For those of you who love a good foreign news story (all five of you)...
Ken Livingstone, Owen Jones & Co. used to love Venezuela's Hugo Chavez and his socialist 'revolution'. Chavez died a year or so ago, and things haven't gone too well since.
Until this week Newsnight had failed to report the large-scale anti-government demonstrations against Hugo Chavez's increasingly authoritarian successor, President Nicolás Maduro.
As you probably know, left-wing Maduro won the last election by a whisker (and, very possibly, with a little help from electoral fraud) but since then his popularity (such as it was) has plummeted, with only 37% now supporting him (according to the latest polls), and the political violence in Venezuela has subsequently escalated, along with the government repression...a dramatic story for Newsnight to cover.
Having read comments at B-BBC (and other sites, including Is the BBC biased?) accusing the BBC of being - in the manner of people everywhere who are instinctively drawn to 'radical chic' - pro-Chavismo, and accusing them of largely ignoring the present upheaval in Venezuela, I was intrigued to see that Newsnight was reporting from Venezuela this week (on Wednesday's edition of the programme) - for the first time in ages.
Would this Newsnight report refute such charges?
The short answer to that is, "No!" - despite Jeremy Paxman's introduction.
The report from Olly Lambert (above) - Newsnight's new 'filmmaker in residence'.....previously responsible for such efforts as Syria: Across the Lines, The Tea Boy of Gaza ["Award-winning documentary portraying life in the Gaza Strip before and during the Israeli re-occupation of 2006. This is the story of Mahmoud, a 12- year old boy who supports his family by selling tea in Gaza’s biggest hospital"] and My Child the Rioter.....focused on a high-rise slum in Caracas where a squatters' cooperative has been formed. He showed how lives have been transformed there for the very-much better.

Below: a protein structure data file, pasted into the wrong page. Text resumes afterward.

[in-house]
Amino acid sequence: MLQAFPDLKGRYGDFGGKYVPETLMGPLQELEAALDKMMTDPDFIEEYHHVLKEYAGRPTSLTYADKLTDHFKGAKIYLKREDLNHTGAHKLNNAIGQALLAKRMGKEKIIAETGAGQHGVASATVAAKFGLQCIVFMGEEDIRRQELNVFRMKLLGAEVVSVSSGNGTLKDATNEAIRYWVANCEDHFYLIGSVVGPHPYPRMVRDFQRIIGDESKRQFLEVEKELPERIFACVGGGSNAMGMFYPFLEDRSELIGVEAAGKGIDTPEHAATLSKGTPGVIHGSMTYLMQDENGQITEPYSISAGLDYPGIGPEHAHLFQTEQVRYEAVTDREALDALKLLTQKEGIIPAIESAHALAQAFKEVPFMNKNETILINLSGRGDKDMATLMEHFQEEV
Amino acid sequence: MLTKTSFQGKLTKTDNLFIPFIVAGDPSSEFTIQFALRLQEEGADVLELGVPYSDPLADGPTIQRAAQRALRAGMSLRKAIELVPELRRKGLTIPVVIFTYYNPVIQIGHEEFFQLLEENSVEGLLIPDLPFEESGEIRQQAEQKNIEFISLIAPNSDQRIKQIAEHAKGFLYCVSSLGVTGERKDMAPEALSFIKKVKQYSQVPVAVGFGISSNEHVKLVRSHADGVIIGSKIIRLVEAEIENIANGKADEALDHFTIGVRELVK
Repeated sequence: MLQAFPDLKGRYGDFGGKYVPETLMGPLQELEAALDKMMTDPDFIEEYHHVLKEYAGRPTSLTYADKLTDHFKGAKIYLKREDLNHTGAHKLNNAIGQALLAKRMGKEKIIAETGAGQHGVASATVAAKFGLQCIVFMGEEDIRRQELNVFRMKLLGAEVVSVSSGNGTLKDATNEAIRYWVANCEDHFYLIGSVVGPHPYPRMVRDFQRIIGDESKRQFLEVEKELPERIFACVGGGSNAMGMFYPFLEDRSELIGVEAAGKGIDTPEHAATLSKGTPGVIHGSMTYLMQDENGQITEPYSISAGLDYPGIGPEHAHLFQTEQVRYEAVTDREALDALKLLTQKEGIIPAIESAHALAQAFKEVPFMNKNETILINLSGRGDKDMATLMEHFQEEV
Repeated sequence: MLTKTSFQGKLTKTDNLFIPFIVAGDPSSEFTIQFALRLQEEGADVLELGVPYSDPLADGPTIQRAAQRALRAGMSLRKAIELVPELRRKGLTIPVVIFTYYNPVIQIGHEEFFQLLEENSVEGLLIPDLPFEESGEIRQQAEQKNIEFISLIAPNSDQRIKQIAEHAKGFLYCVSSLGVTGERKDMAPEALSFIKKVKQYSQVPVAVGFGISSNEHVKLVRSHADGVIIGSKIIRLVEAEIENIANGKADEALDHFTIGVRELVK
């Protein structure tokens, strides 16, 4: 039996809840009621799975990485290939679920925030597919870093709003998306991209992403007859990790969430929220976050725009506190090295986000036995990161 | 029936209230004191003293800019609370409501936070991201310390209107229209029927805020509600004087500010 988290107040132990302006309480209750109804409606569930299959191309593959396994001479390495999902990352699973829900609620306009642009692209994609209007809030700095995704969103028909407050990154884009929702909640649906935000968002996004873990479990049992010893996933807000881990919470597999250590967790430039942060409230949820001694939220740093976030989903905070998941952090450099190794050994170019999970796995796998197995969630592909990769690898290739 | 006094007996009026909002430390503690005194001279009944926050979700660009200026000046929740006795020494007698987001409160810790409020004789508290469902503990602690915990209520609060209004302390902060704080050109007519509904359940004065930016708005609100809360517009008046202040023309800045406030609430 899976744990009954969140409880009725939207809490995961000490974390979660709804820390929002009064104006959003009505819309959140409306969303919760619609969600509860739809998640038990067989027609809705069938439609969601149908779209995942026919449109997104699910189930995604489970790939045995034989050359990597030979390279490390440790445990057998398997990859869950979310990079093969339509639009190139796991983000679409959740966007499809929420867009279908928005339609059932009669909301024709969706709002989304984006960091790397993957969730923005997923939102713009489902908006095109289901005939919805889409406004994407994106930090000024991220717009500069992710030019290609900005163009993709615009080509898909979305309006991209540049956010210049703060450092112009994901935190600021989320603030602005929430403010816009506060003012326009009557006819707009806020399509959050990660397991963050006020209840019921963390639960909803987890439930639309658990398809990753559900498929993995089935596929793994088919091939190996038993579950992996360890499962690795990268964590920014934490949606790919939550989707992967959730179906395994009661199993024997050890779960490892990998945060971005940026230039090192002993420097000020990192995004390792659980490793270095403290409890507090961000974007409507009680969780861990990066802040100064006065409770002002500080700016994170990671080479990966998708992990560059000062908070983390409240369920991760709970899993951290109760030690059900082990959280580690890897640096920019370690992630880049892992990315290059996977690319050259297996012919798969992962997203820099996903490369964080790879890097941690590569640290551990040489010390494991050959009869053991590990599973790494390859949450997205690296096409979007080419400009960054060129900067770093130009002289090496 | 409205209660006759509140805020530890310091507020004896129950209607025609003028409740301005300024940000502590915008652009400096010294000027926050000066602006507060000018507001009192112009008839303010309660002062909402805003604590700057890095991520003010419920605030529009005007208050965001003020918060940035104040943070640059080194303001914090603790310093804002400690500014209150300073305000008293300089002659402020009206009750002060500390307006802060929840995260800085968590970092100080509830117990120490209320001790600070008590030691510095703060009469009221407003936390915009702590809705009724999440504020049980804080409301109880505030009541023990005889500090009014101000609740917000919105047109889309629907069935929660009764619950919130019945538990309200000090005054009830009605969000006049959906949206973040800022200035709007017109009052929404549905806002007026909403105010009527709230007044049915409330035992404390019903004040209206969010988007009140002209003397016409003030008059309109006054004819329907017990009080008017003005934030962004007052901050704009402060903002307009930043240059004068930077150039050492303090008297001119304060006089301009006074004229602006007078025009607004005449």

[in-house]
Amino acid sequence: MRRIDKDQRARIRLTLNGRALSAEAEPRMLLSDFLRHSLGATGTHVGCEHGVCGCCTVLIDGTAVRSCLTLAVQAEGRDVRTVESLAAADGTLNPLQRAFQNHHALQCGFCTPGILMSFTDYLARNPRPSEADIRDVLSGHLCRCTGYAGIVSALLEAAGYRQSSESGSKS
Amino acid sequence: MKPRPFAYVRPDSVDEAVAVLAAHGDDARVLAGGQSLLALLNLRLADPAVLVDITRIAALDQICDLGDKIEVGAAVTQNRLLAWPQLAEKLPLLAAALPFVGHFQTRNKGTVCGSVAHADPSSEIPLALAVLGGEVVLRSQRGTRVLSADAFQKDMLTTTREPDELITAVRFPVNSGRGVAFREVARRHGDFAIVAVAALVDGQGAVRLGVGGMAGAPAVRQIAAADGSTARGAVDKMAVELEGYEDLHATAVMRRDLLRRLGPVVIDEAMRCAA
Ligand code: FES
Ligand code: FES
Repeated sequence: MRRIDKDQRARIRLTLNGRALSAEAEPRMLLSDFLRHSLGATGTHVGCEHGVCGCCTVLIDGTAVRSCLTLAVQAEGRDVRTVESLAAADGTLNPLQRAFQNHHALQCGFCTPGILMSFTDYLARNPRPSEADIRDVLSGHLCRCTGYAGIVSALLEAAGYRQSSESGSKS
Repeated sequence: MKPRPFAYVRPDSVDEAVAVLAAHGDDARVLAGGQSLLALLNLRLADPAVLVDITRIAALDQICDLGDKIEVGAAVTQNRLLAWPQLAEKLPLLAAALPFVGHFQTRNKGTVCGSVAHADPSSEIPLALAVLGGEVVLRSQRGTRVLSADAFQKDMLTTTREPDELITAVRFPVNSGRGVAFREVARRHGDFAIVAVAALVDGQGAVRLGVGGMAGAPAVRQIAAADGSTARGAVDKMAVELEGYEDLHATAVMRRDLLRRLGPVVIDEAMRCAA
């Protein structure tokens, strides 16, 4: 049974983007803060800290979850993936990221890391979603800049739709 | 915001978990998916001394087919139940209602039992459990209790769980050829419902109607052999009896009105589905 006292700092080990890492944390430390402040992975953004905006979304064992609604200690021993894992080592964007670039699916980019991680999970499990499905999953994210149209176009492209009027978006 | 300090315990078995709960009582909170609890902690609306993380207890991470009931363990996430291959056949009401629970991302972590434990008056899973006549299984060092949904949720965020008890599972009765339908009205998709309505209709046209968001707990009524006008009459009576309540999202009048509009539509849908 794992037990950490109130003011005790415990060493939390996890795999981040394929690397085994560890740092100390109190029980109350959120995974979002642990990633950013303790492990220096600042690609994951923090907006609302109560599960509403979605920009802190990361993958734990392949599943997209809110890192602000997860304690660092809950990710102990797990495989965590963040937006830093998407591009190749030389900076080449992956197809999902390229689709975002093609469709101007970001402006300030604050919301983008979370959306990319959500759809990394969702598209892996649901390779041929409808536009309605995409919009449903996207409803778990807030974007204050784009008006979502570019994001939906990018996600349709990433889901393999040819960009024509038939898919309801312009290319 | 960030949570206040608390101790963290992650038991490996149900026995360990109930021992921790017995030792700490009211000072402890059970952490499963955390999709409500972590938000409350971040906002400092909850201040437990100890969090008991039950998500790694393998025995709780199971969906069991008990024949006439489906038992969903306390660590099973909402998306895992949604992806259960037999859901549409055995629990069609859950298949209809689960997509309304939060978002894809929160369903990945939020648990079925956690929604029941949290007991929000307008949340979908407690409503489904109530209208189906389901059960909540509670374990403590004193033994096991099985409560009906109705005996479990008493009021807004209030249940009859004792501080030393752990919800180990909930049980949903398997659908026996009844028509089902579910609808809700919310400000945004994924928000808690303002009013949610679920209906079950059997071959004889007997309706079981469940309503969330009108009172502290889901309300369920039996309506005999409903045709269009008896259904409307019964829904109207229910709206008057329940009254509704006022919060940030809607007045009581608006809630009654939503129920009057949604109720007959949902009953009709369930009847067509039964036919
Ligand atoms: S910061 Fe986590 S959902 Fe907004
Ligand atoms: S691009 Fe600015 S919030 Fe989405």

It was a feel-good piece, rather 'magic realist' in character (in the manner, perhaps, of the late leftist Colombian novelist Gabriel García Márquez.)
The film, subtitled and without a voice-over, was beautifully-shot, art-house-style.
In it three engaging characters - the President of the Residents' Cooperative, a single mum and a female grocer - expressed their joy at what has happened.
All three praised the Maduro government for helping bring their miracle about.
The President of the Residents' Cooperative and the female grocer also denounced the opposition, and expressed their fears that an opposition government would take their miracle away from them. (Ominous music as images of the opposition marching reinforced that message).
The female grocer said, "We support the government and our President, just like we did with Chavez". The President of the Residents' Cooperative denounced the anti-government demonstators as wealthy non-Venezuelans working "for foreign interests". The single mum felt sympathy for Nicolás Maduro. ("Running this building is hard enough. I imagine running this country must be even harder".)
All utterly one-sided, of course so, yes, Newsnight's first take on this story then has been to take the 'radical chic', Guardianista approach - i.e. to give us only the pro-Chavismo point of view, and to do so in the most sympathetic terms imaginable. [I very much doubt that Cuba's state news agency Prensa Latina could have been more sympathetic. Please watch it and see if you disagree.]
Will Newsnight redress the balance in the coming weeks? A beautifully arty film chronicling the struggles of young, likeable opposition students against the oppressive Maduro regime perhaps?